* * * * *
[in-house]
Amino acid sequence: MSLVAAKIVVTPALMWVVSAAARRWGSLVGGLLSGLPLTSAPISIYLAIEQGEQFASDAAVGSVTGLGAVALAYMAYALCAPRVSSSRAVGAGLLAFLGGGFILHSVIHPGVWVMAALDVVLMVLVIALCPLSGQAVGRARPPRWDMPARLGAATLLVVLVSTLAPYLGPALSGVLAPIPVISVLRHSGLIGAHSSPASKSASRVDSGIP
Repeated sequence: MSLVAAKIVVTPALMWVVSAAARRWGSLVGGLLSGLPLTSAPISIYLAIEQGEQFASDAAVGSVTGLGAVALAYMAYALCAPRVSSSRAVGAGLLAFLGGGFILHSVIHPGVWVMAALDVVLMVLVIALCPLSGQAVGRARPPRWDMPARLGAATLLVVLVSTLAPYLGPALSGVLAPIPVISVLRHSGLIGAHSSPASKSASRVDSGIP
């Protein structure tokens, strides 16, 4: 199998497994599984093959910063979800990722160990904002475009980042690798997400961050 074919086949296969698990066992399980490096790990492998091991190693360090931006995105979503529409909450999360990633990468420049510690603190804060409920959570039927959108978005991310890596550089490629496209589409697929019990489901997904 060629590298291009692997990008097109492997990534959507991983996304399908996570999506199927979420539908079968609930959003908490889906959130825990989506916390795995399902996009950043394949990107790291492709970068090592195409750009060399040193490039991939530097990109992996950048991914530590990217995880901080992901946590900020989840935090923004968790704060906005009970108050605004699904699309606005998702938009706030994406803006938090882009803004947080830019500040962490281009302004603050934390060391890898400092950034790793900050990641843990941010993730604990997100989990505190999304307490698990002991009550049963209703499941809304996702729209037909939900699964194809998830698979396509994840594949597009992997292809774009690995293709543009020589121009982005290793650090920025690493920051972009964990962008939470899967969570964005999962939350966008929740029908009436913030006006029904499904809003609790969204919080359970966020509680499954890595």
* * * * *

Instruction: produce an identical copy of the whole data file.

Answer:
[in-house]
Amino acid sequence: MSLVAAKIVVTPALMWVVSAAARRWGSLVGGLLSGLPLTSAPISIYLAIEQGEQFASDAAVGSVTGLGAVALAYMAYALCAPRVSSSRAVGAGLLAFLGGGFILHSVIHPGVWVMAALDVVLMVLVIALCPLSGQAVGRARPPRWDMPARLGAATLLVVLVSTLAPYLGPALSGVLAPIPVISVLRHSGLIGAHSSPASKSASRVDSGIP
Repeated sequence: MSLVAAKIVVTPALMWVVSAAARRWGSLVGGLLSGLPLTSAPISIYLAIEQGEQFASDAAVGSVTGLGAVALAYMAYALCAPRVSSSRAVGAGLLAFLGGGFILHSVIHPGVWVMAALDVVLMVLVIALCPLSGQAVGRARPPRWDMPARLGAATLLVVLVSTLAPYLGPALSGVLAPIPVISVLRHSGLIGAHSSPASKSASRVDSGIP
């Protein structure tokens, strides 16, 4: 199998497994599984093959910063979800990722160990904002475009980042690798997400961050 074919086949296969698990066992399980490096790990492998091991190693360090931006995105979503529409909450999360990633990468420049510690603190804060409920959570039927959108978005991310890596550089490629496209589409697929019990489901997904 060629590298291009692997990008097109492997990534959507991983996304399908996570999506199927979420539908079968609930959003908490889906959130825990989506916390795995399902996009950043394949990107790291492709970068090592195409750009060399040193490039991939530097990109992996950048991914530590990217995880901080992901946590900020989840935090923004968790704060906005009970108050605004699904699309606005998702938009706030994406803006938090882009803004947080830019500040962490281009302004603050934390060391890898400092950034790793900050990641843990941010993730604990997100989990505190999304307490698990002991009550049963209703499941809304996702729209037909939900699964194809998830698979396509994840594949597009992997292809774009690995293709543009020589121009982005290793650090920025690493920051972009964990962008939470899967969570964005999962939350966008929740029908009436913030006006029904499904809003609790969204919080359970966020509680499954890595």